Ms. Swier. Yes, there have been meetings.
    Mr. Kucinich. And what was the nature of those meetings?
    Ms. Swier. The nature of the meetings were Nestle would get 
up and speak to the audience of what a good neighbor they 
were--that it was going to be and that there would be no 
adverse resource impact.
    Mr. Kucinich. And were you there present to respond, or 
were there people from the community that responded, or was it 
pretty much accepted that what Nestle said was true?
    Ms. Swier. No, there were people at the meetings, like 
myself, that were able to get up and ask questions.
    Mr. Kucinich. Mr. McCann, in your opinion, what would be 
the effects upon your community of the proposed water bottling 
plant?
    Mr. McCann. Well, clearly the major impact is the unknown 
factor of what will be the impact on everyone else in the area. 
You are talking 307,000 gallons of water a day. You are looking 
at wells that are--that are considerably less deep than what 
has been proposed. So the impact on those wells is the unknown. 
And those were the questions that were asked at the public 
hearings that the State had.
    Mr. Kucinich. Do you think it would be possible for the 
bottling plant to exist without causing the kind of 
consequences you are talking about?
    Mr. McCann. I don't believe so, no. I think that the 
situation is such that, without a thorough scientific review 
ahead of time, but here you have a company that owned the land 
and just decided this is where we are going to do it.
    Mr. Kucinich. To your knowledge, has there been any 
thorough scientific review?
    Mr. McCann. There has been some scientific review done by 
both the company and by one of the towns involved, and they 
aren't in agreement. The State becomes, I guess you would say, 
the mediator. And the final decision is the State's of whether 
or not to grant the permit.
    Mr. Kucinich. Does the company show an interest, Mr. 
McCann, in being responsive to the community's concerns?
    Mr. McCann. No. Unfortunately, the company took the 
attitude from day one that it was their land; they could do 
what they want. They--beginning back in 2000, they actually 
went in and disturbed some of the wetlands without a permit. 
This is the way it started. And this is what had the people 
concerned. And their attitude throughout the whole process has 
been, ``You people shouldn't be out here bothering us. You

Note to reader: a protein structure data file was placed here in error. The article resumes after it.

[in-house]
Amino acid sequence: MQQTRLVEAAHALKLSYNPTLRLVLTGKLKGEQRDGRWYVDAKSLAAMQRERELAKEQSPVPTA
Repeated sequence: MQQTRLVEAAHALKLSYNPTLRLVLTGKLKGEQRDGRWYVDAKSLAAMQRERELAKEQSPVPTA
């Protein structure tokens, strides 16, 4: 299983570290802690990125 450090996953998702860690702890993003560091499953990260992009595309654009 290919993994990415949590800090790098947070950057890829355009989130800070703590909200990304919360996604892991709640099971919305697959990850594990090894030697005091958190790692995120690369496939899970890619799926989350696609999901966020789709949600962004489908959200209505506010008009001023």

shouldn't be complaining. We are going to provide jobs. We are 
going to provide--increase the tax base.'' So they had a very 
negative view of public input.
    Mr. Kucinich. Do you feel existing laws and regulations are 
sufficient to prevent those consequences even if the company is 
not willing to prevent them on their own?
    Mr. McCann. Well, as I said in my opening statement, I 
thought what we had done in 1998 to protect the environment 
seemed on the surface to work good, but in actual operation, 
no, I would say now that the State and Federal laws failed.
    Mr. Kucinich. In your written testimony you criticize 
Governor Lynch for his role in the permitting process. What 
should he have done differently in your opinion?
    Mr. McCann. I wouldn't say I was being necessarily 
critical. I just think that the reality is the Governor could 
have probably come in sooner and maybe worked with EPA and the 
Army Corps of Engineers instead of waiting until 2005. I think 
that what he has tried to do was thwarted by what had been done 
by his predecessor, who made sure that DES was, quoting as he 
said in one of his speeches, ``more business-friendly.'' I 
think that the Governor had some difficulties that were not his 
fault, but he also had a situation where I think he could have 
acted sooner, but he didn't.
    Mr. Kucinich. You criticize the role of the Army Corps of 
Engineers. What should they have done differently?
    Mr. McCann. As I understand the request from the Governor 
to them, they were supposed to evaluate the information 
provided by the applicant, USA Springs, the State and the 
scientific data that I mentioned earlier that was provided by 
the Town of Nottingham and the consultant Nottingham had. In 
reviewing what they issued in August 2006, they basically took 
the information provided by the applicant and accepted it as a 
fact.
    Mr. Kucinich. I am going to return to the questioning in a 
moment. The Chair is going to recognize the distinguished 
Member from California, Congresswoman Diane Watson, for a round 
of questions.
    Congresswoman.
    Ms. Watson. I want to thank you, Mr. Chairman, for holding 
what I feel is a very important meeting, and very sensitive and 
relevant to our climatic conditions and what is happening 
today. The consumption of water is increasing at a rapid rate. 
And in the year 2002, Americans consumed 6,018 million gallons 
of bottled water. And I think I did most of that consumption 
myself. The United States, as well as the global population, is 
putting the strain on existing water supplies. And that is 
putting a strain on our existing supplies of groundwater and 
surface water.
    And the bottling industry is currently seeking to extract 
more water from rural areas to meet this growing demand. And I 
understand some of the water companies are taking the water in 
their city and bottling it and selling it in stores. And so 
there is a double profit there. But I am very, very concerned 
in the way the process is being done, not only our drinking 
water but our purification of water. And you might be aware 
that along the southern coast of California, we have a great 
deal of mercury in our water. And it has contaminated the sea